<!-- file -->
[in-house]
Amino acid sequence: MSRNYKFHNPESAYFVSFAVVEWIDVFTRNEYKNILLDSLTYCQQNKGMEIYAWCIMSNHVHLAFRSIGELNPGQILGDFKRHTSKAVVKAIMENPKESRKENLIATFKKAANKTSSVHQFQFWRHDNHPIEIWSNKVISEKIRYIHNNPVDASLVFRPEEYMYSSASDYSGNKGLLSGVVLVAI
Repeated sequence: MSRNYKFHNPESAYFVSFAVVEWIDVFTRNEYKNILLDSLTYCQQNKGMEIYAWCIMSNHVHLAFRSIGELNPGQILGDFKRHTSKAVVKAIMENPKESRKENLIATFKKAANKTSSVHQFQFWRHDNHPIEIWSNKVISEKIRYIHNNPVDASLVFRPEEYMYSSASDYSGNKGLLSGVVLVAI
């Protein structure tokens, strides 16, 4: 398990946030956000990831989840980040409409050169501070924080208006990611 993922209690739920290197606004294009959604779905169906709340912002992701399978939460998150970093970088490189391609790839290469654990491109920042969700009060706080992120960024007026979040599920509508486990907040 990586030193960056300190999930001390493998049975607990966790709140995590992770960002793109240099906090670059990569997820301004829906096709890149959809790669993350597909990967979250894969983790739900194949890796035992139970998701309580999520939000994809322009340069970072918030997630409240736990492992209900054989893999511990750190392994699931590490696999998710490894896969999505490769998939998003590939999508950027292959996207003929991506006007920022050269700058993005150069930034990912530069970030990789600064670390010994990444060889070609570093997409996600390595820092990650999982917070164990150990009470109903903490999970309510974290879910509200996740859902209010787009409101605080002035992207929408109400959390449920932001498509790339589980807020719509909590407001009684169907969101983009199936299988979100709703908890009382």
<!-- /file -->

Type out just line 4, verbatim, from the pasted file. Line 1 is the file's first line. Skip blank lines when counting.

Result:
């Protein structure tokens, strides 16, 4: 398990946030956000990831989840980040409409050169501070924080208006990611 993922209690739920290197606004294009959604779905169906709340912002992701399978939460998150970093970088490189391609790839290469654990491109920042969700009060706080992120960024007026979040599920509508486990907040 990586030193960056300190999930001390493998049975607990966790709140995590992770960002793109240099906090670059990569997820301004829906096709890149959809790669993350597909990967979250894969983790739900194949890796035992139970998701309580999520939000994809322009340069970072918030997630409240736990492992209900054989893999511990750190392994699931590490696999998710490894896969999505490769998939998003590939999508950027292959996207003929991506006007920022050269700058993005150069930034990912530069970030990789600064670390010994990444060889070609570093997409996600390595820092990650999982917070164990150990009470109903903490999970309510974290879910509200996740859902209010787009409101605080002035992207929408109400959390449920932001498509790339589980807020719509909590407001009684169907969101983009199936299988979100709703908890009382």